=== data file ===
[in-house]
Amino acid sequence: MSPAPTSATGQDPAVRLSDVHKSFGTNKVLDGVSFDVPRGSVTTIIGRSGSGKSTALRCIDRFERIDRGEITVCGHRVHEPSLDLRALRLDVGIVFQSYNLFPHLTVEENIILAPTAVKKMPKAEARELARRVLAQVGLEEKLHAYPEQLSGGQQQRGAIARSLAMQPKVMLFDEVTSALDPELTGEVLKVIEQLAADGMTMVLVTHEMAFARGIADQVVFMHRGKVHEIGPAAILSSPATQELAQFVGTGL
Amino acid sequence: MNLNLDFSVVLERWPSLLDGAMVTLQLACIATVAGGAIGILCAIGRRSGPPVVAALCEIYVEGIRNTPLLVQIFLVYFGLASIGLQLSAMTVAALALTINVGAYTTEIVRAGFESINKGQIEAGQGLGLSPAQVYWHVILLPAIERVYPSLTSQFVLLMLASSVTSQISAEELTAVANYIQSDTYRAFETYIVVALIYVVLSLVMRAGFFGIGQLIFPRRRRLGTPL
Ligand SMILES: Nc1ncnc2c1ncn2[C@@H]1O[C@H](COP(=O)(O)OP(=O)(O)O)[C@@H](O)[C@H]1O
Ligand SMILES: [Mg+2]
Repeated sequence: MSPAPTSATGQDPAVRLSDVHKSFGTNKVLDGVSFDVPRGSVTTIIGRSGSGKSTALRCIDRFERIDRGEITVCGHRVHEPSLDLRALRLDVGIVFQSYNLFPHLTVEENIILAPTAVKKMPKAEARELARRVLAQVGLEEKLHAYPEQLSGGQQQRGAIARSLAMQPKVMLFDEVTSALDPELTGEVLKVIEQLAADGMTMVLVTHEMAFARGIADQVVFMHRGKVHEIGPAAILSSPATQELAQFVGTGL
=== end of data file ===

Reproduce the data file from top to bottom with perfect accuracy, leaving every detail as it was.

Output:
[in-house]
Amino acid sequence: MSPAPTSATGQDPAVRLSDVHKSFGTNKVLDGVSFDVPRGSVTTIIGRSGSGKSTALRCIDRFERIDRGEITVCGHRVHEPSLDLRALRLDVGIVFQSYNLFPHLTVEENIILAPTAVKKMPKAEARELARRVLAQVGLEEKLHAYPEQLSGGQQQRGAIARSLAMQPKVMLFDEVTSALDPELTGEVLKVIEQLAADGMTMVLVTHEMAFARGIADQVVFMHRGKVHEIGPAAILSSPATQELAQFVGTGL
Amino acid sequence: MNLNLDFSVVLERWPSLLDGAMVTLQLACIATVAGGAIGILCAIGRRSGPPVVAALCEIYVEGIRNTPLLVQIFLVYFGLASIGLQLSAMTVAALALTINVGAYTTEIVRAGFESINKGQIEAGQGLGLSPAQVYWHVILLPAIERVYPSLTSQFVLLMLASSVTSQISAEELTAVANYIQSDTYRAFETYIVVALIYVVLSLVMRAGFFGIGQLIFPRRRRLGTPL
Ligand SMILES: Nc1ncnc2c1ncn2[C@@H]1O[C@H](COP(=O)(O)OP(=O)(O)O)[C@@H](O)[C@H]1O
Ligand SMILES: [Mg+2]
Repeated sequence: MSPAPTSATGQDPAVRLSDVHKSFGTNKVLDGVSFDVPRGSVTTIIGRSGSGKSTALRCIDRFERIDRGEITVCGHRVHEPSLDLRALRLDVGIVFQSYNLFPHLTVEENIILAPTAVKKMPKAEARELARRVLAQVGLEEKLHAYPEQLSGGQQQRGAIARSLAMQPKVMLFDEVTSALDPELTGEVLKVIEQLAADGMTMVLVTHEMAFARGIADQVVFMHRGKVHEIGPAAILSSPATQELAQFVGTGL